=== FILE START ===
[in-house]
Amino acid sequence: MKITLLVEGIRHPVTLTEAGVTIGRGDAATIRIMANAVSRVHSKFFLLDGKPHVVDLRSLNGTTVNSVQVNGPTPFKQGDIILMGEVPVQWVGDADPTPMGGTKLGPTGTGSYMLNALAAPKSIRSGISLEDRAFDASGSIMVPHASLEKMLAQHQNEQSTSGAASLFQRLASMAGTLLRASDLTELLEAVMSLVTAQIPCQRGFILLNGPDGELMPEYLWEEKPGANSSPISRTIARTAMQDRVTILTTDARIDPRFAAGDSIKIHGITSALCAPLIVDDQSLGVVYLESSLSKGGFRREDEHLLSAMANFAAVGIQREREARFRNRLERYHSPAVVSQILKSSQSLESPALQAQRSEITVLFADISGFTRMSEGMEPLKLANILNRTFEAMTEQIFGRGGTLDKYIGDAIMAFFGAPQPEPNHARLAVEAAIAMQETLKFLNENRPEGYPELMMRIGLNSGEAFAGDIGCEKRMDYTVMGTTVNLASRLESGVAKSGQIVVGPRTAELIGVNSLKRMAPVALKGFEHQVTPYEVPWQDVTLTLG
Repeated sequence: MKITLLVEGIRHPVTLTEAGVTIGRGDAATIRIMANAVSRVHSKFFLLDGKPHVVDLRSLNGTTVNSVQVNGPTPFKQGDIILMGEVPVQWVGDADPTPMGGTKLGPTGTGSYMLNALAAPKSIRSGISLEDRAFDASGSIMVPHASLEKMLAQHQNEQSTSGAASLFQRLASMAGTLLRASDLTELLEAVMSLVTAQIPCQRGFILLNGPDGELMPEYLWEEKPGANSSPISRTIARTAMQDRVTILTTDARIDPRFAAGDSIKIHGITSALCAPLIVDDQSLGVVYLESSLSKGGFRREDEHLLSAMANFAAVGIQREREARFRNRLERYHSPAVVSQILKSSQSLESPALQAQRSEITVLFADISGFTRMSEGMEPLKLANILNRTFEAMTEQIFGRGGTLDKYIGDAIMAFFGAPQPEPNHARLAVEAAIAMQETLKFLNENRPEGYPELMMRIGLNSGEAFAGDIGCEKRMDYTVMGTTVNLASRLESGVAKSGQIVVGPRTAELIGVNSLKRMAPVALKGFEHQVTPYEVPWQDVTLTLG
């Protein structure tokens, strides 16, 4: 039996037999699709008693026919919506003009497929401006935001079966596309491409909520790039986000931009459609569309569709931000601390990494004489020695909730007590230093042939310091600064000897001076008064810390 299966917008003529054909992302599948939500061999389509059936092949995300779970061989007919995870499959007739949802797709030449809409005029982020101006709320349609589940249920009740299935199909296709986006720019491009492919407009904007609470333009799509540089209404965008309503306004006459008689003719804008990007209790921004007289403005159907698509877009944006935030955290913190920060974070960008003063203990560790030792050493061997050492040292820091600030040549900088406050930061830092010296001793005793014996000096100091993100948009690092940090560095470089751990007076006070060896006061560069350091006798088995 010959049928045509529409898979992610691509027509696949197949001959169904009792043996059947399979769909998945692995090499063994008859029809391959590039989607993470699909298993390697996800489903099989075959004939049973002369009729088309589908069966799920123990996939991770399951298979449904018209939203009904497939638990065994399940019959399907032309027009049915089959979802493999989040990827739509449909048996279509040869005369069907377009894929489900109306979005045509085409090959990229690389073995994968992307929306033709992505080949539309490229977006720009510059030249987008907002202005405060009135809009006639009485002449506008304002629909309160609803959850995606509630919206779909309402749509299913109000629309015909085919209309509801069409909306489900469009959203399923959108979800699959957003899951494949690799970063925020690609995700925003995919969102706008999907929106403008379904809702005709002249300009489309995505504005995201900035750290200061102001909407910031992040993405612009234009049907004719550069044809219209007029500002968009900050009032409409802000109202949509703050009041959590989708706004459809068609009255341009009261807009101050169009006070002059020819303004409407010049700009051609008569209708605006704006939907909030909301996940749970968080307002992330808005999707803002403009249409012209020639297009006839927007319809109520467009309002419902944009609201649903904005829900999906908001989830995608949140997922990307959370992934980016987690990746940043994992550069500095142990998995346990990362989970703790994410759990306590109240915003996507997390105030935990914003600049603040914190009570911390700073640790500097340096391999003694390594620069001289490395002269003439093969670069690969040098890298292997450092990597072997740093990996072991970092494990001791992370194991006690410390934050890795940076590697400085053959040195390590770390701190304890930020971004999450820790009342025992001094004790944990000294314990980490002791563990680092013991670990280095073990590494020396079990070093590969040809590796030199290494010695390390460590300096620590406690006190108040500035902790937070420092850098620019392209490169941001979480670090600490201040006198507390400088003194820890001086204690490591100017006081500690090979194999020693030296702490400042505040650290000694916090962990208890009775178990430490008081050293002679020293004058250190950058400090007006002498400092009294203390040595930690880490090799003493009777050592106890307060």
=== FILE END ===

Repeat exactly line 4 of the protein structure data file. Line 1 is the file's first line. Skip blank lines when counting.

């Protein structure tokens, strides 16, 4: 039996037999699709008693026919919506003009497929401006935001079966596309491409909520790039986000931009459609569309569709931000601390990494004489020695909730007590230093042939310091600064000897001076008064810390 299966917008003529054909992302599948939500061999389509059936092949995300779970061989007919995870499959007739949802797709030449809409005029982020101006709320349609589940249920009740299935199909296709986006720019491009492919407009904007609470333009799509540089209404965008309503306004006459008689003719804008990007209790921004007289403005159907698509877009944006935030955290913190920060974070960008003063203990560790030792050493061997050492040292820091600030040549900088406050930061830092010296001793005793014996000096100091993100948009690092940090560095470089751990007076006070060896006061560069350091006798088995 010959049928045509529409898979992610691509027509696949197949001959169904009792043996059947399979769909998945692995090499063994008859029809391959590039989607993470699909298993390697996800489903099989075959004939049973002369009729088309589908069966799920123990996939991770399951298979449904018209939203009904497939638990065994399940019959399907032309027009049915089959979802493999989040990827739509449909048996279509040869005369069907377009894929489900109306979005045509085409090959990229690389073995994968992307929306033709992505080949539309490229977006720009510059030249987008907002202005405060009135809009006639009485002449506008304002629909309160609803959850995606509630919206779909309402749509299913109000629309015909085919209309509801069409909306489900469009959203399923959108979800699959957003899951494949690799970063925020690609995700925003995919969102706008999907929106403008379904809702005709002249300009489309995505504005995201900035750290200061102001909407910031992040993405612009234009049907004719550069044809219209007029500002968009900050009032409409802000109202949509703050009041959590989708706004459809068609009255341009009261807009101050169009006070002059020819303004409407010049700009051609008569209708605006704006939907909030909301996940749970968080307002992330808005999707803002403009249409012209020639297009006839927007319809109520467009309002419902944009609201649903904005829900999906908001989830995608949140997922990307959370992934980016987690990746940043994992550069500095142990998995346990990362989970703790994410759990306590109240915003996507997390105030935990914003600049603040914190009570911390700073640790500097340096391999003694390594620069001289490395002269003439093969670069690969040098890298292997450092990597072997740093990996072991970092494990001791992370194991006690410390934050890795940076590697400085053959040195390590770390701190304890930020971004999450820790009342025992001094004790944990000294314990980490002791563990680092013991670990280095073990590494020396079990070093590969040809590796030199290494010695390390460590300096620590406690006190108040500035902790937070420092850098620019392209490169941001979480670090600490201040006198507390400088003194820890001086204690490591100017006081500690090979194999020693030296702490400042505040650290000694916090962990208890009775178990430490008081050293002679020293004058250190950058400090007006002498400092009294203390040595930690880490090799003493009777050592106890307060």